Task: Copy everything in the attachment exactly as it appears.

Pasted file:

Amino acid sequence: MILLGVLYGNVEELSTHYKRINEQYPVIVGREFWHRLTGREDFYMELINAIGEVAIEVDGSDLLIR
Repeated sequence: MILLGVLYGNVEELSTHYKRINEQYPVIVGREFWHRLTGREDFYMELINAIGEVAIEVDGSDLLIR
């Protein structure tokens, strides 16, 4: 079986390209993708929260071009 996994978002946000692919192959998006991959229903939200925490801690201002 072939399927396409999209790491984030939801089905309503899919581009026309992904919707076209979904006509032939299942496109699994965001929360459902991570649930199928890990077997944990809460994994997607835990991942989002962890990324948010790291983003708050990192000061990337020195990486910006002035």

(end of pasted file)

Amino acid sequence: MILLGVLYGNVEELSTHYKRINEQYPVIVGREFWHRLTGREDFYMELINAIGEVAIEVDGSDLLIR
Repeated sequence: MILLGVLYGNVEELSTHYKRINEQYPVIVGREFWHRLTGREDFYMELINAIGEVAIEVDGSDLLIR
């Protein structure tokens, strides 16, 4: 079986390209993708929260071009 996994978002946000692919192959998006991959229903939200925490801690201002 072939399927396409999209790491984030939801089905309503899919581009026309992904919707076209979904006509032939299942496109699994965001929360459902991570649930199928890990077997944990809460994994997607835990991942989002962890990324948010790291983003708050990192000061990337020195990486910006002035």